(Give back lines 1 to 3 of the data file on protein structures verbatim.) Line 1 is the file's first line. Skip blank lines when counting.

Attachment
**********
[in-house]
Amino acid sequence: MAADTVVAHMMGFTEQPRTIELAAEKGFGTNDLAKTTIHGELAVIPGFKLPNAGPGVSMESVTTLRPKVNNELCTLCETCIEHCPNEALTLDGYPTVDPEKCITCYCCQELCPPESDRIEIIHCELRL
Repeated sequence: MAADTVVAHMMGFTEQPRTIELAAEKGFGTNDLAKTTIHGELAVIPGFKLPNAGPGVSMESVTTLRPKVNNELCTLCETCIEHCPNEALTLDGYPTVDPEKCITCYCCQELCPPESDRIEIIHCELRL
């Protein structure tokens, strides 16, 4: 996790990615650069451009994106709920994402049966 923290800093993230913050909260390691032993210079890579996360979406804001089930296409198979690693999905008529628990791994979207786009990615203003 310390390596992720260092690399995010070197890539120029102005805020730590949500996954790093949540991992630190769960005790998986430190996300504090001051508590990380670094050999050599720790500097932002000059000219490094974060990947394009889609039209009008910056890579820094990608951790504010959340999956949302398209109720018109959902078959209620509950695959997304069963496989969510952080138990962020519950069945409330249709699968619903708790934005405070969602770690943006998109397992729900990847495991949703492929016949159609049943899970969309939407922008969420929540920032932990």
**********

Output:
[in-house]
Amino acid sequence: MAADTVVAHMMGFTEQPRTIELAAEKGFGTNDLAKTTIHGELAVIPGFKLPNAGPGVSMESVTTLRPKVNNELCTLCETCIEHCPNEALTLDGYPTVDPEKCITCYCCQELCPPESDRIEIIHCELRL
Repeated sequence: MAADTVVAHMMGFTEQPRTIELAAEKGFGTNDLAKTTIHGELAVIPGFKLPNAGPGVSMESVTTLRPKVNNELCTLCETCIEHCPNEALTLDGYPTVDPEKCITCYCCQELCPPESDRIEIIHCELRL